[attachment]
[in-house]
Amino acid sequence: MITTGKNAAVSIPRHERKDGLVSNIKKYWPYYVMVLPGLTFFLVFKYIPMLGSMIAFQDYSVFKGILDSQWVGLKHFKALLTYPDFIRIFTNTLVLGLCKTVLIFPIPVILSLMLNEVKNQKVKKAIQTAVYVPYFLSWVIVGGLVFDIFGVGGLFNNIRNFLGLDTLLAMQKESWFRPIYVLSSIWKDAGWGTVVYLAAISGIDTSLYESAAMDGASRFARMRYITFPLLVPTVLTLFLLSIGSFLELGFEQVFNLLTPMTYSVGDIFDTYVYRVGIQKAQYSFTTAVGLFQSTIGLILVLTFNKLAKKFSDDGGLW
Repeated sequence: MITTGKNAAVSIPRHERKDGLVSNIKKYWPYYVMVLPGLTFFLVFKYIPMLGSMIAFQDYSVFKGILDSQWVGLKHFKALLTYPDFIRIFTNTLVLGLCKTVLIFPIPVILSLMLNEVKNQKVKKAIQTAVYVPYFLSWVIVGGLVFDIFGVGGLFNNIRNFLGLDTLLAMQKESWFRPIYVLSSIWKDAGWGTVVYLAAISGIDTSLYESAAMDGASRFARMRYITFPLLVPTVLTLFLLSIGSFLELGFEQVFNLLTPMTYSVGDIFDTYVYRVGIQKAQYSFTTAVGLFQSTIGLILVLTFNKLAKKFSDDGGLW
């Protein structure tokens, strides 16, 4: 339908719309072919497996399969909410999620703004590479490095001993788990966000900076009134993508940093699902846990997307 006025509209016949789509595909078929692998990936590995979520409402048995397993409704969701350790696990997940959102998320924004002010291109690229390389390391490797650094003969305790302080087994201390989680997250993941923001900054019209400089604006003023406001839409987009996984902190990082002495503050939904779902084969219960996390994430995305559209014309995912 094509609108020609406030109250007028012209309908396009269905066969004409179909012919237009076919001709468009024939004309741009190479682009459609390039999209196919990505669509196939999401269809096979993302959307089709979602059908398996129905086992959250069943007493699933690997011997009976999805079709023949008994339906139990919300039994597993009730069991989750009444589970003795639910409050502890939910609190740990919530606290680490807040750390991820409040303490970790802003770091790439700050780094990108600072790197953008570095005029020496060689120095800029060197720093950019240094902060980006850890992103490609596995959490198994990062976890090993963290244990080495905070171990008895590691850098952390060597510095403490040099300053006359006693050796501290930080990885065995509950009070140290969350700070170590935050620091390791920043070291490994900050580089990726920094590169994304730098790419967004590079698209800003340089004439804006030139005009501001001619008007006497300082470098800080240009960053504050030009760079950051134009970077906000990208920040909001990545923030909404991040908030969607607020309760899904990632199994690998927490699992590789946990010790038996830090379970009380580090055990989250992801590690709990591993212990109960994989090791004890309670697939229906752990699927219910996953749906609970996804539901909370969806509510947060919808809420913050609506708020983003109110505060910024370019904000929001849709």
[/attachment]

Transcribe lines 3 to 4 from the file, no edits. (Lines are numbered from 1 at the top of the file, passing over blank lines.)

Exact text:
Repeated sequence: MITTGKNAAVSIPRHERKDGLVSNIKKYWPYYVMVLPGLTFFLVFKYIPMLGSMIAFQDYSVFKGILDSQWVGLKHFKALLTYPDFIRIFTNTLVLGLCKTVLIFPIPVILSLMLNEVKNQKVKKAIQTAVYVPYFLSWVIVGGLVFDIFGVGGLFNNIRNFLGLDTLLAMQKESWFRPIYVLSSIWKDAGWGTVVYLAAISGIDTSLYESAAMDGASRFARMRYITFPLLVPTVLTLFLLSIGSFLELGFEQVFNLLTPMTYSVGDIFDTYVYRVGIQKAQYSFTTAVGLFQSTIGLILVLTFNKLAKKFSDDGGLW
């Protein structure tokens, strides 16, 4: 339908719309072919497996399969909410999620703004590479490095001993788990966000900076009134993508940093699902846990997307 006025509209016949789509595909078929692998990936590995979520409402048995397993409704969701350790696990997940959102998320924004002010291109690229390389390391490797650094003969305790302080087994201390989680997250993941923001900054019209400089604006003023406001839409987009996984902190990082002495503050939904779902084969219960996390994430995305559209014309995912 094509609108020609406030109250007028012209309908396009269905066969004409179909012919237009076919001709468009024939004309741009190479682009459609390039999209196919990505669509196939999401269809096979993302959307089709979602059908398996129905086992959250069943007493699933690997011997009976999805079709023949008994339906139990919300039994597993009730069991989750009444589970003795639910409050502890939910609190740990919530606290680490807040750390991820409040303490970790802003770091790439700050780094990108600072790197953008570095005029020496060689120095800029060197720093950019240094902060980006850890992103490609596995959490198994990062976890090993963290244990080495905070171990008895590691850098952390060597510095403490040099300053006359006693050796501290930080990885065995509950009070140290969350700070170590935050620091390791920043070291490994900050580089990726920094590169994304730098790419967004590079698209800003340089004439804006030139005009501001001619008007006497300082470098800080240009960053504050030009760079950051134009970077906000990208920040909001990545923030909404991040908030969607607020309760899904990632199994690998927490699992590789946990010790038996830090379970009380580090055990989250992801590690709990591993212990109960994989090791004890309670697939229906752990699927219910996953749906609970996804539901909370969806509510947060919808809420913050609506708020983003109110505060910024370019904000929001849709």